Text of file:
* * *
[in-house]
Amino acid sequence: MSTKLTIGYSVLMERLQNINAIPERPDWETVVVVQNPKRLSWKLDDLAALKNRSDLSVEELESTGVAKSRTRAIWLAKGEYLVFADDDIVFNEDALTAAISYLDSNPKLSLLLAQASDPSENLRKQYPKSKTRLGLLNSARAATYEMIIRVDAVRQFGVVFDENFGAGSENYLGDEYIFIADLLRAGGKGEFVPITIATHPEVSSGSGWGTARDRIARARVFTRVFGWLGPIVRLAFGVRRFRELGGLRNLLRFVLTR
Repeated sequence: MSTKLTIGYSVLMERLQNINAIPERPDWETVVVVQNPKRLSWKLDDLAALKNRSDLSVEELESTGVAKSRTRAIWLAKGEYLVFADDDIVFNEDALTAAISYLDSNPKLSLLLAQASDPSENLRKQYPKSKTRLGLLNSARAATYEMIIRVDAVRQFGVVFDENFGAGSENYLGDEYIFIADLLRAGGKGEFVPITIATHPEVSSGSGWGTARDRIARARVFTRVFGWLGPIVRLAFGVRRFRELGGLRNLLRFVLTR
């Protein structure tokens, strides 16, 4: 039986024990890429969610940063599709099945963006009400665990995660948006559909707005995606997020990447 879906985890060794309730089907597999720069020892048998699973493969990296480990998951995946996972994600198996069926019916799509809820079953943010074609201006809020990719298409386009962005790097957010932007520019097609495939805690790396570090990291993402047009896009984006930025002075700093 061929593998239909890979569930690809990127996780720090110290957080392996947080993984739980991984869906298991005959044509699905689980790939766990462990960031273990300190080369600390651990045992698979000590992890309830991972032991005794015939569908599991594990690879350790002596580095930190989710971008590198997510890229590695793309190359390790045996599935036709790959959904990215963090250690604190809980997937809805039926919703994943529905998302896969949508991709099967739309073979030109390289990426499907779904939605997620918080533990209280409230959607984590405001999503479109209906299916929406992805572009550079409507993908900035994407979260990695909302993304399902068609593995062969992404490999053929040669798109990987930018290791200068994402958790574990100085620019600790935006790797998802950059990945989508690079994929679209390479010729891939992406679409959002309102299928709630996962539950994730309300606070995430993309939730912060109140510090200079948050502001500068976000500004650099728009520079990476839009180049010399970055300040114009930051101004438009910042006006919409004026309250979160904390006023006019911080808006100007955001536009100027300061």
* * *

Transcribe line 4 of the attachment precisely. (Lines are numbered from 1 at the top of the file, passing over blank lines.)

């Protein structure tokens, strides 16, 4: 039986024990890429969610940063599709099945963006009400665990995660948006559909707005995606997020990447 879906985890060794309730089907597999720069020892048998699973493969990296480990998951995946996972994600198996069926019916799509809820079953943010074609201006809020990719298409386009962005790097957010932007520019097609495939805690790396570090990291993402047009896009984006930025002075700093 061929593998239909890979569930690809990127996780720090110290957080392996947080993984739980991984869906298991005959044509699905689980790939766990462990960031273990300190080369600390651990045992698979000590992890309830991972032991005794015939569908599991594990690879350790002596580095930190989710971008590198997510890229590695793309190359390790045996599935036709790959959904990215963090250690604190809980997937809805039926919703994943529905998302896969949508991709099967739309073979030109390289990426499907779904939605997620918080533990209280409230959607984590405001999503479109209906299916929406992805572009550079409507993908900035994407979260990695909302993304399902068609593995062969992404490999053929040669798109990987930018290791200068994402958790574990100085620019600790935006790797998802950059990945989508690079994929679209390479010729891939992406679409959002309102299928709630996962539950994730309300606070995430993309939730912060109140510090200079948050502001500068976000500004650099728009520079990476839009180049010399970055300040114009930051101004438009910042006006919409004026309250979160904390006023006019911080808006100007955001536009100027300061």